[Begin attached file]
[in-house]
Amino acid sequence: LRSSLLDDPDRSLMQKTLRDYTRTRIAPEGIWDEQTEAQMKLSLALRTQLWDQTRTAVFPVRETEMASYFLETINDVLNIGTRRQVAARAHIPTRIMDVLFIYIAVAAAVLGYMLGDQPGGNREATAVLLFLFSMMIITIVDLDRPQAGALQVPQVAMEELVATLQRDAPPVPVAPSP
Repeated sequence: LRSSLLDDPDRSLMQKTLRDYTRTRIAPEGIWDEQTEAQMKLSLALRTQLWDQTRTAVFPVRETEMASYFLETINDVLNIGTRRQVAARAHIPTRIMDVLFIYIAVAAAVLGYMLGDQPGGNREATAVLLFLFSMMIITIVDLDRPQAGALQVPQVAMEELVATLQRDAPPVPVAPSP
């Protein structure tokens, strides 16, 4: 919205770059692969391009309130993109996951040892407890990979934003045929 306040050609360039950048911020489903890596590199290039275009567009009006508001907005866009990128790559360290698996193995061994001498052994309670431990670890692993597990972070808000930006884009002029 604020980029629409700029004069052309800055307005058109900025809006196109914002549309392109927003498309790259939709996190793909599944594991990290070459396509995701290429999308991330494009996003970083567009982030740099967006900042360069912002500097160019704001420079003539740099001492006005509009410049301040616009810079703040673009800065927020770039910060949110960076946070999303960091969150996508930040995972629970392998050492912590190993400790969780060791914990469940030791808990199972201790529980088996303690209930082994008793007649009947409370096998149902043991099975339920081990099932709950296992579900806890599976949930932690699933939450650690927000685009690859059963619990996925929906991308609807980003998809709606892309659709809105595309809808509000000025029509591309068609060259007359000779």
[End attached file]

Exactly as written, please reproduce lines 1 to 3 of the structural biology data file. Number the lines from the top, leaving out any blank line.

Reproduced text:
[in-house]
Amino acid sequence: LRSSLLDDPDRSLMQKTLRDYTRTRIAPEGIWDEQTEAQMKLSLALRTQLWDQTRTAVFPVRETEMASYFLETINDVLNIGTRRQVAARAHIPTRIMDVLFIYIAVAAAVLGYMLGDQPGGNREATAVLLFLFSMMIITIVDLDRPQAGALQVPQVAMEELVATLQRDAPPVPVAPSP
Repeated sequence: LRSSLLDDPDRSLMQKTLRDYTRTRIAPEGIWDEQTEAQMKLSLALRTQLWDQTRTAVFPVRETEMASYFLETINDVLNIGTRRQVAARAHIPTRIMDVLFIYIAVAAAVLGYMLGDQPGGNREATAVLLFLFSMMIITIVDLDRPQAGALQVPQVAMEELVATLQRDAPPVPVAPSP